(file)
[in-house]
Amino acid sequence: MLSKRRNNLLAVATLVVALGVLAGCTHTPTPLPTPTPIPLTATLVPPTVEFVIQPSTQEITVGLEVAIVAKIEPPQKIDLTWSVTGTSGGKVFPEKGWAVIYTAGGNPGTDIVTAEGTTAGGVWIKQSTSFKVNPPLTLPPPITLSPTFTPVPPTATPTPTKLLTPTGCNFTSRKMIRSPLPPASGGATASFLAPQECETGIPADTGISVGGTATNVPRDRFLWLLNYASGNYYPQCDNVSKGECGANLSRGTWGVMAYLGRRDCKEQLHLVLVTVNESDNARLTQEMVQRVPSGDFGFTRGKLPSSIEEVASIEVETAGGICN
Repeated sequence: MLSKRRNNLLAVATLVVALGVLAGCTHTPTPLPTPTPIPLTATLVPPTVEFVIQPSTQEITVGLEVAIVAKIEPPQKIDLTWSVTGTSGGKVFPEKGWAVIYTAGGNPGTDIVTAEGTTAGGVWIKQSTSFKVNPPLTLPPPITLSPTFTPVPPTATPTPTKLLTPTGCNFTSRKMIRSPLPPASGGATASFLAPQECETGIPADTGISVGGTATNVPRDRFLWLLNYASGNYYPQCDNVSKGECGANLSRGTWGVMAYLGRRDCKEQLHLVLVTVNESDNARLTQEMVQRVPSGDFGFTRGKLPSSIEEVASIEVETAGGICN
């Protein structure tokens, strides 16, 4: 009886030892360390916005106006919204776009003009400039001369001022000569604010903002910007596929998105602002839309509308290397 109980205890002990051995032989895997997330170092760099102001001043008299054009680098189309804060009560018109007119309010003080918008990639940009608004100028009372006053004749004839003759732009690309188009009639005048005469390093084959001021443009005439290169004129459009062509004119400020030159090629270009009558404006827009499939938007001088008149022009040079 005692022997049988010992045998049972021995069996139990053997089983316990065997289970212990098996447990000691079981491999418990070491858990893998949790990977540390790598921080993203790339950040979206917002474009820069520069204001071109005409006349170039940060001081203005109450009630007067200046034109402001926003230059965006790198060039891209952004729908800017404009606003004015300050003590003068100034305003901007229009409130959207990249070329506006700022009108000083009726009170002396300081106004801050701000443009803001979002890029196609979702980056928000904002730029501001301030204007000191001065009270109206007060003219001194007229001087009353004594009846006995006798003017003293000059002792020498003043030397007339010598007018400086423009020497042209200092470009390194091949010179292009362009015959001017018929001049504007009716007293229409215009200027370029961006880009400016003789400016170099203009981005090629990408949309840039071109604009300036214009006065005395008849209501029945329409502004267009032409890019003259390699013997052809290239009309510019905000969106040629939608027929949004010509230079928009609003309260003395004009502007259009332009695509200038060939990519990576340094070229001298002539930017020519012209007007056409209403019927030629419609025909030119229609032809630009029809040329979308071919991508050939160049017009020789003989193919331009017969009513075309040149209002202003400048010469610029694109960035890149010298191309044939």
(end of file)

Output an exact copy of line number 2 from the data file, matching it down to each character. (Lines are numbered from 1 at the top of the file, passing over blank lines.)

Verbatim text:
Amino acid sequence: MLSKRRNNLLAVATLVVALGVLAGCTHTPTPLPTPTPIPLTATLVPPTVEFVIQPSTQEITVGLEVAIVAKIEPPQKIDLTWSVTGTSGGKVFPEKGWAVIYTAGGNPGTDIVTAEGTTAGGVWIKQSTSFKVNPPLTLPPPITLSPTFTPVPPTATPTPTKLLTPTGCNFTSRKMIRSPLPPASGGATASFLAPQECETGIPADTGISVGGTATNVPRDRFLWLLNYASGNYYPQCDNVSKGECGANLSRGTWGVMAYLGRRDCKEQLHLVLVTVNESDNARLTQEMVQRVPSGDFGFTRGKLPSSIEEVASIEVETAGGICN